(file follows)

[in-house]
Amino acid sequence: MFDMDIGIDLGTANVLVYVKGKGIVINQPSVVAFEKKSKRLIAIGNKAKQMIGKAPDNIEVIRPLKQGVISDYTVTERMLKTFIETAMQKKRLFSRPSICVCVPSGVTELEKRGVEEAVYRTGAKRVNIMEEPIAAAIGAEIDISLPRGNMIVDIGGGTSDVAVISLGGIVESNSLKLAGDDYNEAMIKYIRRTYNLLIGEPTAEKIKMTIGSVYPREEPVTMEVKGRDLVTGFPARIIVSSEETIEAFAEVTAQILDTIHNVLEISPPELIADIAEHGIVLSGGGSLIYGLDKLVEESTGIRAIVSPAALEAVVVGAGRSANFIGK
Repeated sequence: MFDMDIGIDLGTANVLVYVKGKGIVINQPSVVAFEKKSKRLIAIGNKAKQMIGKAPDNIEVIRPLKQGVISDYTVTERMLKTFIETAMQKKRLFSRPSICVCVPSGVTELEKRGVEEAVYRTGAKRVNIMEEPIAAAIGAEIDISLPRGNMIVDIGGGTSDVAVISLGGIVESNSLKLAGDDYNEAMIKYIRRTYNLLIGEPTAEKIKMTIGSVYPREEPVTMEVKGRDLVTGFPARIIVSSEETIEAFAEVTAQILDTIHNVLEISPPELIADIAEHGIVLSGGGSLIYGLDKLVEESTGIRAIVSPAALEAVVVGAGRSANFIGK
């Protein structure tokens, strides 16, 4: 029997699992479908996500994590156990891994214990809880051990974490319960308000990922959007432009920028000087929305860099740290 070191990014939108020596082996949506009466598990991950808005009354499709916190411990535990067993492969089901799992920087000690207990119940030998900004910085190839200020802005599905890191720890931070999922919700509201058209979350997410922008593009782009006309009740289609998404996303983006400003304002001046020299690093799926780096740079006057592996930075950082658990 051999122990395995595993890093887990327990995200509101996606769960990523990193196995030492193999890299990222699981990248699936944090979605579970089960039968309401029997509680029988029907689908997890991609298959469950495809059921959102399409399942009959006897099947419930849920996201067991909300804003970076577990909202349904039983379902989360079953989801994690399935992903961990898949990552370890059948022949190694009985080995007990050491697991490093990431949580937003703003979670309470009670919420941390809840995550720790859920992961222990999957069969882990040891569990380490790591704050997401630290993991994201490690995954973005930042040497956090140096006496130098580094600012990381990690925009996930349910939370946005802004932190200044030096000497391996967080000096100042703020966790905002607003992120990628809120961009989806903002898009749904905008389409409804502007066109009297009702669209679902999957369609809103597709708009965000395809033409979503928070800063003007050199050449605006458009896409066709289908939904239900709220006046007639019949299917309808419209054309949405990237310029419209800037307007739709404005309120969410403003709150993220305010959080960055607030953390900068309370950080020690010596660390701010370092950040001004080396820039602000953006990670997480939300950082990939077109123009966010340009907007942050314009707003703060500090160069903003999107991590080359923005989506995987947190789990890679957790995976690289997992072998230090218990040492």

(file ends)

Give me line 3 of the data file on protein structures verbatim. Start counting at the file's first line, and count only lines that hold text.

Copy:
Repeated sequence: MFDMDIGIDLGTANVLVYVKGKGIVINQPSVVAFEKKSKRLIAIGNKAKQMIGKAPDNIEVIRPLKQGVISDYTVTERMLKTFIETAMQKKRLFSRPSICVCVPSGVTELEKRGVEEAVYRTGAKRVNIMEEPIAAAIGAEIDISLPRGNMIVDIGGGTSDVAVISLGGIVESNSLKLAGDDYNEAMIKYIRRTYNLLIGEPTAEKIKMTIGSVYPREEPVTMEVKGRDLVTGFPARIIVSSEETIEAFAEVTAQILDTIHNVLEISPPELIADIAEHGIVLSGGGSLIYGLDKLVEESTGIRAIVSPAALEAVVVGAGRSANFIGK